I had heard almost zero criticism of this book prior to reading it, so I went into it with high hopes, and expected to enjoy it. Not only did I enjoy it, but it's one of the best books I've ever read, and it's the type of book I could see myself doing annual rereads of. It was that good, and it had its hooks in me from the start.
Despite the three main characters being about a decade older than me, I found myself easily identifying with them, and feeling like they could have been friends of mine. The camaraderie the three of them shared was a delight to behold, as they navigated their 20s and 30s and dealt with the normal issues 20 and 30somethings deal with, in addition to their own demons. Sam and Sadie's relationship is especially turbulent at times, and they sometimes made me want to scream, but their friendship and love for each other always won out in the end. Marx was the glue that kept it all together, and for me was the star of the story, the hero that Sam, Sadie, and others in their orbit needed.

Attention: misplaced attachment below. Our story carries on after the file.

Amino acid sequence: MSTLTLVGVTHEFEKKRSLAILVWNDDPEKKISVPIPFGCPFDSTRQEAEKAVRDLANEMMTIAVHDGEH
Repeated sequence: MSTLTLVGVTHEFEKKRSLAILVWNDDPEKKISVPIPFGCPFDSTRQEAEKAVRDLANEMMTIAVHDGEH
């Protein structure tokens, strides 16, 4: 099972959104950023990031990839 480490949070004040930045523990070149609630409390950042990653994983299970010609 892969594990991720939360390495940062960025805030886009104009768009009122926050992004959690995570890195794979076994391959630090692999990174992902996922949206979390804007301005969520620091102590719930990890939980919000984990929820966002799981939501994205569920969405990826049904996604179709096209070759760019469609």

I could go on and on, but it's best if you just read it for yourself. Tomorrow, and Tomorrow, and Tomorrow is many things. It's smart, funny, empowering, nostalgic, and even tragic. To me, the word that describes it best is masterpiece.